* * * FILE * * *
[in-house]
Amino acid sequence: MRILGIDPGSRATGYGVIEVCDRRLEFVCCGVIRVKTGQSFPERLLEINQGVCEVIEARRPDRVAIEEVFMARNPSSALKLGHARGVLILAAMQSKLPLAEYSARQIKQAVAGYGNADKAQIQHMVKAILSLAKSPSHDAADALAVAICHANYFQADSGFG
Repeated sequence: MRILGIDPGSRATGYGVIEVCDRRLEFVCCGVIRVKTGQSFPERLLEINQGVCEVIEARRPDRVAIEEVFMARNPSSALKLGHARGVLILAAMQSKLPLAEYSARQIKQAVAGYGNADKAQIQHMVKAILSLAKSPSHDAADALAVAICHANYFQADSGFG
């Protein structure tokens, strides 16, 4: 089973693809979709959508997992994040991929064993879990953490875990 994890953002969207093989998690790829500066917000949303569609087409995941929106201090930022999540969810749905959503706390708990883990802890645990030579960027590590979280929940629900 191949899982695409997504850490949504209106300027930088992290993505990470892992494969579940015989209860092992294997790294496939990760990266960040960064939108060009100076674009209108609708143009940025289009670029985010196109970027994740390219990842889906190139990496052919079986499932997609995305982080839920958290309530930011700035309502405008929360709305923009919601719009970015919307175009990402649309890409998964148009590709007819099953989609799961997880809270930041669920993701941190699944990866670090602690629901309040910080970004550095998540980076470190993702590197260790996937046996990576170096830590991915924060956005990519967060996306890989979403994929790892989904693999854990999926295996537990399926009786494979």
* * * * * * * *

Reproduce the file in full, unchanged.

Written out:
[in-house]
Amino acid sequence: MRILGIDPGSRATGYGVIEVCDRRLEFVCCGVIRVKTGQSFPERLLEINQGVCEVIEARRPDRVAIEEVFMARNPSSALKLGHARGVLILAAMQSKLPLAEYSARQIKQAVAGYGNADKAQIQHMVKAILSLAKSPSHDAADALAVAICHANYFQADSGFG
Repeated sequence: MRILGIDPGSRATGYGVIEVCDRRLEFVCCGVIRVKTGQSFPERLLEINQGVCEVIEARRPDRVAIEEVFMARNPSSALKLGHARGVLILAAMQSKLPLAEYSARQIKQAVAGYGNADKAQIQHMVKAILSLAKSPSHDAADALAVAICHANYFQADSGFG
């Protein structure tokens, strides 16, 4: 089973693809979709959508997992994040991929064993879990953490875990 994890953002969207093989998690790829500066917000949303569609087409995941929106201090930022999540969810749905959503706390708990883990802890645990030579960027590590979280929940629900 191949899982695409997504850490949504209106300027930088992290993505990470892992494969579940015989209860092992294997790294496939990760990266960040960064939108060009100076674009209108609708143009940025289009670029985010196109970027994740390219990842889906190139990496052919079986499932997609995305982080839920958290309530930011700035309502405008929360709305923009919601719009970015919307175009990402649309890409998964148009590709007819099953989609799961997880809270930041669920993701941190699944990866670090602690629901309040910080970004550095998540980076470190993702590197260790996937046996990576170096830590991915924060956005990519967060996306890989979403994929790892989904693999854990999926295996537990399926009786494979």